The Victory of Community | Teen Ink

The Victory of Community

August 28, 2022
By Hi-I-am-Jason GOLD, Brookline, Massachusetts
Hi-I-am-Jason GOLD, Brookline, Massachusetts
11 articles 0 photos 0 comments

Humans are social creatures; They become stronger and better when they unite together. This social ability has given humans the ability to form empires, dynasties, and civilizations. Amidst the turmoil of history, humans have always survived together and are not alone. The theme of community plays an integral role in Exit West, including the thematic clash of community versus oneself. In Exit West, selfish motives drive Nadia and Saeed out of their community, searching for a new “home.” In the end, the communities in Exit West always prevail against self-interest because it creates a counteracting force and strengthens itself through each door the migrants travel through. 

In Exit West, while the results of selfish interaction are driving the plot, the resolution to each event in the storyline was always a community or connection forming to help people survive through the hardships in the book. Soon after their neighbor was assaulted, this self-interested act of denominal purge resulted in fear and chaos in Saeed’s home which resolved to a deeper bonding between Saeed and Nadia when “Saeed entered Nadia’s room and they were unchaste there for the first time.” (Hamid, 85) Similarly, when Nadia and Saeed stayed in London, there were many acts of resistance from the government in an attempt to pressure the migrants to return. One such measure included the severing of electricity in the migrants’ neighborhood. Order and peace would not have been achieved had two events not occurred in the book. First was the formation of the Council. The Council was a crude governing system, “making decisions on room disputes or claims of theft or unneighborly behavior …” (Hamid, 148) Amongst the many acts of threat and terror adopted by the British government, and amongst the selfish actions of theft and misdemeanor within the migrant community, the migrants stayed together and found ways to keep order. Nadia was even permitted to remain in the Council (which was dominated by Nigerian migrants) showing the leniency of inclusivity when people are in challenging situations. The second event was the acts of kindness given by some of the British neighborhoods, despite the government’s stance being clear. They ignored the government’s attempt to pressure the migrants back by cutting off electricity and making their electronics die. Although it is only a “trade in electricity” (Hamid, 157), the locals permitted the migrants to hang around places with signals and charge their phones. Although it is unknown how happily or willingly they accepted the situation, the local neighborhood had embraced the migrants into their community and life to some degree. Through this feeling of being supported and surrounded by others, the migrants can fend off and prevail against others and their selfish motives. 

Mohsin Hamid also shows how the community prevailed against selfishness by the connection becoming stronger each time migrants moved through a door. At the beginning of Exit West, both the migrants and locals had either indifferent or hostile reactions towards each other. The first displaced migrant we see in the book “wished only not to be heard” (Hamid, 9) and did nothing to the woman sleeping in her bedroom. The first reaction the locals show to the migrants in the book is a Shinjuku man who “slipped into a walk behind them, fingering the metal in his pocket as he went.” (Hamid, 31) When doors first appeared, the sudden connection made both parties push away the connection between each other. The migrants refused to let their presence known, while the locales were xenophobic towards the migrants. However, as the story went on, more connections were made between the refugees and the locals. These connections can be seen from the communal Council and the locals willing to trade electricity explained in the last paragraph. By the end of the story, it feels like the problem of assimilation and belonging has been resolved. Both Saeed and Nadia have both, to some degree, accepted their new neighbors. Saeed went back to his homeland, married the preacher’s daughter, and brought her with him. Nadia did not return until roughly fifty years later. Hamid uses this discrepancy between the start and the end of the story to portray how although the community is not a strong power at first, as time goes on, it will prevail against selfish deeds by establishing amicable connections between migrants and locals.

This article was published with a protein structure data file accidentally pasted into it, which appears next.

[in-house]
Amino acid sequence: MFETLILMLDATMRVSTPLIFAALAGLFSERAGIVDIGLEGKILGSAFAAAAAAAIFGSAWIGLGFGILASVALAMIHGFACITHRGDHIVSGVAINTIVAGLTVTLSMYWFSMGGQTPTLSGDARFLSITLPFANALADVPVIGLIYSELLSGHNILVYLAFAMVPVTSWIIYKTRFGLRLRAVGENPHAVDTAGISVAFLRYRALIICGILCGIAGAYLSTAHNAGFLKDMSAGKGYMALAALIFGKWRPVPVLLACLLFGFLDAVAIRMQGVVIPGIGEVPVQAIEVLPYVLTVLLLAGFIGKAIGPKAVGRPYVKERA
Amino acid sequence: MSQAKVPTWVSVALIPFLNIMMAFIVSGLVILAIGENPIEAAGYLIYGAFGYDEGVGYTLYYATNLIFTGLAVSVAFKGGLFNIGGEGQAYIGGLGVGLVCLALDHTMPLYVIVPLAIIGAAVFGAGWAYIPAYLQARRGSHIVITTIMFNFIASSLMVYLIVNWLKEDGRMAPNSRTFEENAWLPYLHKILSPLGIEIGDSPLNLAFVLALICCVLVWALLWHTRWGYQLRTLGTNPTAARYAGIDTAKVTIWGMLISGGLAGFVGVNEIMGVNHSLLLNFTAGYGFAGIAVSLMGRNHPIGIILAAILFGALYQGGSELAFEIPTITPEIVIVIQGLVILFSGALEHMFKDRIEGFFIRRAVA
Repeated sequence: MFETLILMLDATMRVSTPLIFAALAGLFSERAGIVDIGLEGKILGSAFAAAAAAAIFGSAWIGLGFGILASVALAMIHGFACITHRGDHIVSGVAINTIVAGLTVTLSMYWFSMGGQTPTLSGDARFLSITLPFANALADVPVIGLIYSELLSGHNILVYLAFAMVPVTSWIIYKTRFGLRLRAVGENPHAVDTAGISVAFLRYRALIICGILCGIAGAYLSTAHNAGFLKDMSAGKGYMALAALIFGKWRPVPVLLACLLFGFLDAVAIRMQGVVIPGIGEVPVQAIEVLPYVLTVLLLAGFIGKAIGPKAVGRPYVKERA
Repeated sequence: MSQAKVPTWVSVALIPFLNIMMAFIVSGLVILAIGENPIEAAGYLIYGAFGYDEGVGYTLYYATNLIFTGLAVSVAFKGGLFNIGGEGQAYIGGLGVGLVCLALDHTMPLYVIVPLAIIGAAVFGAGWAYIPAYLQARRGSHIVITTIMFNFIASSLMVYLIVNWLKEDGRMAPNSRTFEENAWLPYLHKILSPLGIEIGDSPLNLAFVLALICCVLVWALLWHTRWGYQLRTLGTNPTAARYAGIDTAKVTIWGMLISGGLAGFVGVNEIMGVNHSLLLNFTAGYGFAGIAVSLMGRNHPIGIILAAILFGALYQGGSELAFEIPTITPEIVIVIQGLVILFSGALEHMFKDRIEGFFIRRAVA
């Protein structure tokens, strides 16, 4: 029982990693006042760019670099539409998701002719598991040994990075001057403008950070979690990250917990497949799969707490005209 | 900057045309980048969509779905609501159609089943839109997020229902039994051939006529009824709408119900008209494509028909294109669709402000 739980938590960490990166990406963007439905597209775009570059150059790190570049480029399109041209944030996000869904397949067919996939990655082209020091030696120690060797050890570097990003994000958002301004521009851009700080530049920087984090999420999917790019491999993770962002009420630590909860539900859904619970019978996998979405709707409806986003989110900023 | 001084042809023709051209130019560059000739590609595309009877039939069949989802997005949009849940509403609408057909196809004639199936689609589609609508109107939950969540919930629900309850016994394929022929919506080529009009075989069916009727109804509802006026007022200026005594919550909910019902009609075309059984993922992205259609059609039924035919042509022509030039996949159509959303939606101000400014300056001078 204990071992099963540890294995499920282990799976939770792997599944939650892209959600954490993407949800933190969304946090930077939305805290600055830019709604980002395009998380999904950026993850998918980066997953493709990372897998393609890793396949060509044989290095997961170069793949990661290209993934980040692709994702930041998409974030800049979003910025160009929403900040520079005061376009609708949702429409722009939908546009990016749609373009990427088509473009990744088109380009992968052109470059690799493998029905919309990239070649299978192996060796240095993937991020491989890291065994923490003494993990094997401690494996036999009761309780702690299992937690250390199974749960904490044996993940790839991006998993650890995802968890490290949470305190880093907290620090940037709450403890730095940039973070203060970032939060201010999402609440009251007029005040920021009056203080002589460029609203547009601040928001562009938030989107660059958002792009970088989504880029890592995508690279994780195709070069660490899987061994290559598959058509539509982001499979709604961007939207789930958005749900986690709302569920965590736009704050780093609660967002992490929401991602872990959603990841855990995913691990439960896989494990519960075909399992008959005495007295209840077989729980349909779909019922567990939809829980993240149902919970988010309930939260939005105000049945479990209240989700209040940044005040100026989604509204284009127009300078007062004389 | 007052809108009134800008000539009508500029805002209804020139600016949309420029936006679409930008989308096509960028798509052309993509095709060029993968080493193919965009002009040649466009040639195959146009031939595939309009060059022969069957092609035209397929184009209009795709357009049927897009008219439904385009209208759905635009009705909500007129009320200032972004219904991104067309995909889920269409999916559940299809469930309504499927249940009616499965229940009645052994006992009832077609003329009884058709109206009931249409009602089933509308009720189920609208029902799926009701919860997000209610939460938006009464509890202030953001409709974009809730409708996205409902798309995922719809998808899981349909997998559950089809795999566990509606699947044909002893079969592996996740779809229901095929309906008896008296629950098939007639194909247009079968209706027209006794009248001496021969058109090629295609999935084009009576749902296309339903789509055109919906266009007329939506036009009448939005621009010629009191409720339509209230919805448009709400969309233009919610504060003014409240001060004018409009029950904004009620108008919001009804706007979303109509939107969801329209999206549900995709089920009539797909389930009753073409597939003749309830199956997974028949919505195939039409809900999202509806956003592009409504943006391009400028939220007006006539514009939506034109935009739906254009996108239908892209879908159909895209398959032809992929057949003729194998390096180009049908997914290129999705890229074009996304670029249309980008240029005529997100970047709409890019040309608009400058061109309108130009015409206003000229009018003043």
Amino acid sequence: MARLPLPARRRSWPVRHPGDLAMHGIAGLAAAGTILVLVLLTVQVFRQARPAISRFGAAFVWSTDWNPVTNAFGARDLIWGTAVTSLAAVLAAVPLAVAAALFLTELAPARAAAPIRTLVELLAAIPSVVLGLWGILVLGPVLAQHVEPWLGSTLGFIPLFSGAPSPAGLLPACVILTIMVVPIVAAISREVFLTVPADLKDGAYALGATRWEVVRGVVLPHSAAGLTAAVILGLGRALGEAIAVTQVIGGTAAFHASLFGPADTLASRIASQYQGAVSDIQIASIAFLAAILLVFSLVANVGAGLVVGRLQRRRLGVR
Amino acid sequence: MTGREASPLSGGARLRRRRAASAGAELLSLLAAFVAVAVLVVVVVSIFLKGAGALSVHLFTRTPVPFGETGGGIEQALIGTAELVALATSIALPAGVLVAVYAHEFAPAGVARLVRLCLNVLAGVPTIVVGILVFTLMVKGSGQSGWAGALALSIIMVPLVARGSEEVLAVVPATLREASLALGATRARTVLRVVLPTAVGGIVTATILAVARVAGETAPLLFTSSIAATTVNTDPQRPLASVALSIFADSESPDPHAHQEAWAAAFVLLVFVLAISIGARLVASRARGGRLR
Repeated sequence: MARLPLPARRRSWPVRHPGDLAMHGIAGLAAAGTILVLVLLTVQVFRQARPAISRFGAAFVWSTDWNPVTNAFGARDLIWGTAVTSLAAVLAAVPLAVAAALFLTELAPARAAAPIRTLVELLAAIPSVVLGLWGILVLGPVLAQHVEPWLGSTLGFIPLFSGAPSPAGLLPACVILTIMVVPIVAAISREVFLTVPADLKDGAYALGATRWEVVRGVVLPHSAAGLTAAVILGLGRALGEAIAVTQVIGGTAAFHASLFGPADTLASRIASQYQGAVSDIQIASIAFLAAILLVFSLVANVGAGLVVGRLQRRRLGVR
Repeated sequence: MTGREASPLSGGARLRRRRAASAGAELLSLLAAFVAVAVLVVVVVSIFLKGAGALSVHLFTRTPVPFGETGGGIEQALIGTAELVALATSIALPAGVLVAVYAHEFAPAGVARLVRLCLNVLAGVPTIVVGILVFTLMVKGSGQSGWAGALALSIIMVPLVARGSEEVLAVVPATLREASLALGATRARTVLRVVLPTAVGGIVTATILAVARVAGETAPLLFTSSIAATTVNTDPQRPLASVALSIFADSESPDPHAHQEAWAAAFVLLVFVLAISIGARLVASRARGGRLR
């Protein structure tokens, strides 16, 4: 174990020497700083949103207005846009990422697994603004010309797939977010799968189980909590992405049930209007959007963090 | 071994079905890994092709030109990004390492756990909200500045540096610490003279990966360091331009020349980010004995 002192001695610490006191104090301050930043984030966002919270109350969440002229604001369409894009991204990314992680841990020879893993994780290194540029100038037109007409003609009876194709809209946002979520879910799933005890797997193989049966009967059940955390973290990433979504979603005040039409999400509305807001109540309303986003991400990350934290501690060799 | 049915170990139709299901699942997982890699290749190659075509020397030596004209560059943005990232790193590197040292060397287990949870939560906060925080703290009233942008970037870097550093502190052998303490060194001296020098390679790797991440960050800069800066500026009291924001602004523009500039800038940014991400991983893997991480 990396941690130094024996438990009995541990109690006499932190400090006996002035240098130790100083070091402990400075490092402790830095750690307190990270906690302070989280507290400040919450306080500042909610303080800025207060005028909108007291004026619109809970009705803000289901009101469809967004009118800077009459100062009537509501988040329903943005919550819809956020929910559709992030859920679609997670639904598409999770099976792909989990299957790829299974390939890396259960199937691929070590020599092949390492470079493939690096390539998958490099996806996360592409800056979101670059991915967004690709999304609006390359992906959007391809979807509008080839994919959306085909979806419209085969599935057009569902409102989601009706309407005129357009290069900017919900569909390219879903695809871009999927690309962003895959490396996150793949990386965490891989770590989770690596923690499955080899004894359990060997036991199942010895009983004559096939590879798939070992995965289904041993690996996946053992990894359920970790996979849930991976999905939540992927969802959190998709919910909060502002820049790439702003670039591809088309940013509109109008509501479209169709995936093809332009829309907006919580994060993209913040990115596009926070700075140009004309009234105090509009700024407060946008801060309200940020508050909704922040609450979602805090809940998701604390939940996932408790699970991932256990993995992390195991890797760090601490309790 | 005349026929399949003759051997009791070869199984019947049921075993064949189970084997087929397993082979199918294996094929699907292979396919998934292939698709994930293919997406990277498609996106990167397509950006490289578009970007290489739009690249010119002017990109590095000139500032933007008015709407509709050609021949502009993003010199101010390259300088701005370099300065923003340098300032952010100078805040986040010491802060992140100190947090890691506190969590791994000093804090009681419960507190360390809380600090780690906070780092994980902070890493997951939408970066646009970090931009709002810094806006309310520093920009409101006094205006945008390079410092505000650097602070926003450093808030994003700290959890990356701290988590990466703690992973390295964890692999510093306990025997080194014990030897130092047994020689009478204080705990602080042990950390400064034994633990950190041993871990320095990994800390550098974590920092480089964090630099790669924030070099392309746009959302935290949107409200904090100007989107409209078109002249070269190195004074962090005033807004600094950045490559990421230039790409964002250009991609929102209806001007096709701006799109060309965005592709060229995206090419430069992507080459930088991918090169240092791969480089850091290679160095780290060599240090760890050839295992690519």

Exit West is a story about two people losing their community due to selfish motives and their journey with each other to find their new community. The theme of self-interest versus communal interest is an actual conflict in the story. The community was not as strong at the story’s start since only Nadia and Saeed were just there. However, the community won against self-driven interests because of how the former’s unifying force was able to combat the latter and how the connections between the characters increased in strength after each migration. Like John Locke’s social contract theory and Thorin Oakenshield’s quote, communities are bettered by people giving up their self-interests and greed for communal connections and benefits. The victories of social power allowed society to develop to the current extent, and why being able to connect is the greatest treasure to all humans.

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